You are here: Richard Dictus on the UN volunteers helping to pave the way to democracy

The United Nations Volunteers (UNV) programme has played a key role in supporting the planning, organisation, supervision and observance of elections in nearly every major UN-supported election since the early 1990s.

Highly skilled UN Volunteers assigned to UN peace and development missions encourage civic participation in elections throughout communities by raising awareness of the value, impact and responsibility of voting. The efforts of countless UN Volunteers have been crucial to raising people’s confidence and trust in the process and ensuring elections are truly participative. Longer term, this is part of a strategy to sustainably consolidate democratic values.

By organising outreach campaigns in close coordination with religious and village leaders, women’s and youth associations and rural radio stations, UN Volunteers carry out registration exercises, the main prerequisite for people to participate in elections. These campaigns and civic education programmes – particularly those that take place in remote areas – can have impressive results. For example, 213 UN Volunteers serving with the United Nations Integrated Referendum and Electoral Division assisted with the 2011 Southern Sudan referendum, called for in the 2005 Comprehensive Peace Agreement that ended two decades of war between Sudan’s north and south. In this closely watched election, just under 99% of voters chose independence, which led to the birth of South Sudan.

During the first national elections of Timor-Leste in April 2002, more than 960 UN Volunteers supported the electoral process, by far the largest mission of volunteers ever in the 40-year history of the UNV programme. On election day, voters in the mountain village of Dare in central Timor-Leste stood patiently in line. “I’m voting for the first time” said Vitorino Da Silva, a villager. “We will finally choose – ourselves – the leader of the nation.”

UNV continued to provide volunteer electoral expertise in the run-up to the presidential and parliamentary elections in 2012, with 142 UN Volunteers assigned to the United Nations Integrated Mission in Timor-Leste (UNMIT). Yustina Salensia Jelita, a national UNV Electoral Facilitator from Timor-Leste, was enthusiastic about contributing to the electoral process taking place in her home country that year. “The experience gave me the confidence needed to face the future,” she said. Like Yustina, electoral volunteers in Timor-Leste have been strong advocates of voluntary action in a country slowly reviving its deep-rooted tradition of volunteerism.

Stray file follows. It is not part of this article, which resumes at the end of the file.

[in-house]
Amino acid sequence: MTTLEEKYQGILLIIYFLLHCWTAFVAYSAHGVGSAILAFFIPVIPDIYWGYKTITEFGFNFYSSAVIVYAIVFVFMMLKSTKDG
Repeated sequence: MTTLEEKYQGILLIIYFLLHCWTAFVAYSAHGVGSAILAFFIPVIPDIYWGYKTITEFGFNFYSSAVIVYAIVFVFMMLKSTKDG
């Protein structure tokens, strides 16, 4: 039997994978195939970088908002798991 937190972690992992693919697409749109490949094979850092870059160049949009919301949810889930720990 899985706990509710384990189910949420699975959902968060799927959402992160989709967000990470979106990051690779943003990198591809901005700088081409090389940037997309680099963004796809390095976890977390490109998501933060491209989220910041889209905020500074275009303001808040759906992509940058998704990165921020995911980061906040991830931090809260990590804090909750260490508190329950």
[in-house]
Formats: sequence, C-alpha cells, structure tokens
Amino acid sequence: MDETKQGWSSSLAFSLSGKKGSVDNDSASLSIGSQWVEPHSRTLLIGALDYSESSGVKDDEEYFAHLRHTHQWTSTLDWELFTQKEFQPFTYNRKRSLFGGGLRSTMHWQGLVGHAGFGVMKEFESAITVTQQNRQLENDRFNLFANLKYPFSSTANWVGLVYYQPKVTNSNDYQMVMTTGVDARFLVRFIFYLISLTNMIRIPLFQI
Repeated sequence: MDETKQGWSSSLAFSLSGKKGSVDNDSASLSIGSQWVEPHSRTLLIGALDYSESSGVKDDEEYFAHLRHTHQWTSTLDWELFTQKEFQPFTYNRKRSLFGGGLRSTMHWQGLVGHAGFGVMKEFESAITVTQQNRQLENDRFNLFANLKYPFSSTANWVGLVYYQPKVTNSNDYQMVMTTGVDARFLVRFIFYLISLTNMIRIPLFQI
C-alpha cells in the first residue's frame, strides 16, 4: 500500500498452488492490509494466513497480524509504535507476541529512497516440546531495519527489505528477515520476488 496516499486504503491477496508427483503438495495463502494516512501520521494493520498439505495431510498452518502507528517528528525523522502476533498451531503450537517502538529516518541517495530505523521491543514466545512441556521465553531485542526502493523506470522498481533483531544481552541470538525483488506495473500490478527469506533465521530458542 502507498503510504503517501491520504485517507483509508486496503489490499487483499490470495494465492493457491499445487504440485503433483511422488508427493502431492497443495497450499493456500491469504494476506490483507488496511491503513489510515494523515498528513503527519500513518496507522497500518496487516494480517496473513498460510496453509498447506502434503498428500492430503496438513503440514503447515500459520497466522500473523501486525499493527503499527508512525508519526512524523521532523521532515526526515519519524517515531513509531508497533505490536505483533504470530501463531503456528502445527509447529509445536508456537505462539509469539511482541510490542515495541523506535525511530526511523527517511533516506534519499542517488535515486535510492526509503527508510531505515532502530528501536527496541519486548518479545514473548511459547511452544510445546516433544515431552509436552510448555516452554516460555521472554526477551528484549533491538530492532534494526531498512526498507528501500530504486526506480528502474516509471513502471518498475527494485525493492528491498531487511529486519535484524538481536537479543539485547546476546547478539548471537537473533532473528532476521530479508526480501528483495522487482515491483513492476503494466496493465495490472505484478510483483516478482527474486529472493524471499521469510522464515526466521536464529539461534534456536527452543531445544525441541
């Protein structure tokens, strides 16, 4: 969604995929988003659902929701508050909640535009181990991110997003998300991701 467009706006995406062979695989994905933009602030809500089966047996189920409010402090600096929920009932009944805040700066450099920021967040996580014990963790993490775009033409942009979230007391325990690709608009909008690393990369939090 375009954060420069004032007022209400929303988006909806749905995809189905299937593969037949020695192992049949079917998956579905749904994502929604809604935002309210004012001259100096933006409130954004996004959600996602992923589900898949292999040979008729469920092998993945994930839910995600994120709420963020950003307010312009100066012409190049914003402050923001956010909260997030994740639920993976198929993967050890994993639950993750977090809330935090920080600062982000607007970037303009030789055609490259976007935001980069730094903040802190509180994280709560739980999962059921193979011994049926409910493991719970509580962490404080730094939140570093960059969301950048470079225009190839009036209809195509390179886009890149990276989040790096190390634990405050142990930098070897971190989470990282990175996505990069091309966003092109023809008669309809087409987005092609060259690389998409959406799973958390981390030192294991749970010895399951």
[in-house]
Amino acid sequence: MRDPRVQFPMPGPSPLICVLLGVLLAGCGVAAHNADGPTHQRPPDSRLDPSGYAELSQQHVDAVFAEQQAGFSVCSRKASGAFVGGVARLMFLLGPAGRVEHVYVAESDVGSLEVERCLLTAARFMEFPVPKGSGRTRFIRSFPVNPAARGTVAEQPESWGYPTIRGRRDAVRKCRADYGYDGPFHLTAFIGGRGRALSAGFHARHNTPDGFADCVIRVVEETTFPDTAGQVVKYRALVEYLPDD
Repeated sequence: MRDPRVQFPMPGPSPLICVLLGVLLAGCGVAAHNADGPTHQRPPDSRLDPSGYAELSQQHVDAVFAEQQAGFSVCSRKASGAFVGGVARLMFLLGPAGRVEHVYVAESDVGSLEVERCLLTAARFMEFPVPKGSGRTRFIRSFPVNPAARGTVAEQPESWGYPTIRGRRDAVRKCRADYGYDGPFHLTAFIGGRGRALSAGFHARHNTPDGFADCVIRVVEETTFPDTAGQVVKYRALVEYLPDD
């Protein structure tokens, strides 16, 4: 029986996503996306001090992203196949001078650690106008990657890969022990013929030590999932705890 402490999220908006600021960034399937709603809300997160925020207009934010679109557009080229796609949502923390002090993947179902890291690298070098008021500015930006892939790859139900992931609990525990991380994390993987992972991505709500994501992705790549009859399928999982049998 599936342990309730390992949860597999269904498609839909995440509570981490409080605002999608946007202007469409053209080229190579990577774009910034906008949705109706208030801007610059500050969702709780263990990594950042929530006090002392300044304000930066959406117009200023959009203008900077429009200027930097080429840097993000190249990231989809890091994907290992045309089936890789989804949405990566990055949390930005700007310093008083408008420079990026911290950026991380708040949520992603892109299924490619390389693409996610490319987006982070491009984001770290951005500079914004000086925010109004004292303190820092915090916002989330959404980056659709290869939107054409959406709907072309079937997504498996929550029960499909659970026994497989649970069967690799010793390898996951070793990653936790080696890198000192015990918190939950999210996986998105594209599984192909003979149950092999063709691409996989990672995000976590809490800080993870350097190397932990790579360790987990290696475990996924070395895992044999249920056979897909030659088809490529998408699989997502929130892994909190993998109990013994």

In 2010, in Côte d’Ivoire, more than 200 UN Volunteers supported the presidential elections through the United Nations Operation in Côte d’Ivoire (UNOCI), acting as election supervisors, data entry operators and data collectors during the transportation of ballots to the local independent electoral commissions.

Due to the post-election violence which erupted in the country, aid workers and volunteers were evacuated. However, a team of 70 dedicated UN Volunteers stayed behind to keep on supporting UNOCI. Among them, 25 volunteers ran a 24-hour call centre for people to report cases of human rights violations.

Crescentia Dingah Sonseh, an Electoral Adviser from Cameroon, was one of the UN Volunteers who helped run the call centre. “Flash announcements were sent out directly about individuals in distress, particularly where lives were at stake,” she reported. “Then escorts and patrols could be sent to specific areas in a bid to dissuade attacks on the civilian population.”

Throughout the electoral cycle, UN Volunteers have to respond creatively to what can be constantly changing and sometimes dangerous conditions on the ground. Thanks to their hard work and dedication, voter mobilisation has, in most cases, been a UN success story. Through their actions, they have helped change perceptions and taught citizens how to build trust, something which is fundamental to the recovery of countries in the aftermath of conflict.

Richard Dictus is Executive Coordinator of the United Nations Volunteers programme.

Photo: © UN Photo/Paul Banks. UN Volunteers in Juba (then in Sudan), receive security training in preparation for their deployment to Referendum Support Bases.

- See more at:© UN Photo/Paul BanksUN Volunteers in Juba (then in Sudan), receive security training in preparation for their deployment to Referendum Support Bases.